The Long-Term Effects of Environmental Enrichment on Agonism in Female C57BL/6, DBA/2, and BALB/c Mice

Nip, Emma
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University of Guelph

Female mice are usually kept in non-enriched shoebox cages that increase agonism. I sought to understand why environmental enrichment (EE) reduces agonism by observing home-cage agonism, stereotypic behaviour, and inactive-but-awake behaviour (IBA: a depressive-like state), and by assessing hearing loss and anxiety, in 165 mice (C57BL/6s, BALB/cs, and DBA/2s). I employed statistics to see if any of these variables predicted agonism; only IBA did in some sub-groups. Low agonism in EE mice was also partially explained by low social interaction rates. Lastly, I assessed agonism in an unfamiliar arena with stranger mice, but enriched mice did not exhibit less agonism in this setting. Overall, these findings demonstrate that a) EE reduces agonism in females, b) IBA co-varies with agonism, c) low agonism is partially a by-product of low interaction rates, and d) enriched mice are no less agonistic than non-enriched mice when in an unfamiliar arena with strangers.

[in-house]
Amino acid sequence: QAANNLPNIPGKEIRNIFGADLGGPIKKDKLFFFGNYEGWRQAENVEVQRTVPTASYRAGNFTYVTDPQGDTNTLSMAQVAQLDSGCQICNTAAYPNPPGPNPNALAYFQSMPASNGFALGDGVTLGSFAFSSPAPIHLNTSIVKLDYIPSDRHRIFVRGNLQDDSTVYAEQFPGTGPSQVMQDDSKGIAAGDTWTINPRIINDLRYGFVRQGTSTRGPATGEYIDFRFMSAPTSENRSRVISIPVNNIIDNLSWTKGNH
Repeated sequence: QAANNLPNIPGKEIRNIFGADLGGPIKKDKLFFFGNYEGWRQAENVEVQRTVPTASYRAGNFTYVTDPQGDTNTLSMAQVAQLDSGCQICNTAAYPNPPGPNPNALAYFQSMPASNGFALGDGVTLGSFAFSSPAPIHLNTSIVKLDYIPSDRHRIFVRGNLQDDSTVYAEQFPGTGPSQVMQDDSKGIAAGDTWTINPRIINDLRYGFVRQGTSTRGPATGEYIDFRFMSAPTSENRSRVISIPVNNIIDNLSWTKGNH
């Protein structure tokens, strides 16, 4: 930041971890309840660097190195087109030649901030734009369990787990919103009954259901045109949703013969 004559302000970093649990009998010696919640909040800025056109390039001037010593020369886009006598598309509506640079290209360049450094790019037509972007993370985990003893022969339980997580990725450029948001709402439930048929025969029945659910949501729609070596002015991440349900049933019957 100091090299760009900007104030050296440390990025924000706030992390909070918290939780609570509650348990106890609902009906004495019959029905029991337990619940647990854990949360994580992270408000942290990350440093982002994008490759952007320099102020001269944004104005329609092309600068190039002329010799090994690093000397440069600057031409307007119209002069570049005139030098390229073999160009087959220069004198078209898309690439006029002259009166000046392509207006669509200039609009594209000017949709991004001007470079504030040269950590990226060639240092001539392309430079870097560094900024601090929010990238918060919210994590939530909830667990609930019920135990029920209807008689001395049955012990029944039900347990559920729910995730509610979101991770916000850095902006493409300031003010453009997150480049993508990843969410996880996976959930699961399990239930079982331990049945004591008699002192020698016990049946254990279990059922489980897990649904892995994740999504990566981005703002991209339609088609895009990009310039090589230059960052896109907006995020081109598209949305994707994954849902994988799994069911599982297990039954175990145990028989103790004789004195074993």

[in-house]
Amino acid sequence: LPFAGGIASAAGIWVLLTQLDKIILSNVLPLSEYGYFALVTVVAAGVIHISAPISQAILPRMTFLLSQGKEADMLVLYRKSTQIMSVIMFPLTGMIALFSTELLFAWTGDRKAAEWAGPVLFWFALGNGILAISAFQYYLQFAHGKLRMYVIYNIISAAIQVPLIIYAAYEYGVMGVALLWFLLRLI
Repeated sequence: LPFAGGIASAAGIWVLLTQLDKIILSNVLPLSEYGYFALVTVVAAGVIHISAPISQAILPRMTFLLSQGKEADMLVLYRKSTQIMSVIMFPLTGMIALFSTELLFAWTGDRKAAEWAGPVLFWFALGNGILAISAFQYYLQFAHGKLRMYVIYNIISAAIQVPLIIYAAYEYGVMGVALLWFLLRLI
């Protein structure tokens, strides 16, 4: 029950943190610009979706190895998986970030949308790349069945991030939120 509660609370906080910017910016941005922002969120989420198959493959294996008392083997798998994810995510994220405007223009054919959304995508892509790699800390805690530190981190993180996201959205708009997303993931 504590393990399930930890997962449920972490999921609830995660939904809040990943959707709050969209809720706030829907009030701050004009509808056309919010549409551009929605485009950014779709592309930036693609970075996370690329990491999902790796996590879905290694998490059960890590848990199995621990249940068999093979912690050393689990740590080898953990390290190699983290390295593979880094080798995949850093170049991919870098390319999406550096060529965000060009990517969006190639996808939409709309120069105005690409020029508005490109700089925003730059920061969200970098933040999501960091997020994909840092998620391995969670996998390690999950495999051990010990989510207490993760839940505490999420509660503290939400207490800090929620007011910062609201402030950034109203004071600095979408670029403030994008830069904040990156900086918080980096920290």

Enrichment, Environmental Enrichment, Mice, Female, Aggression, Agonism, DBA/2, C57BL/6, BALB/c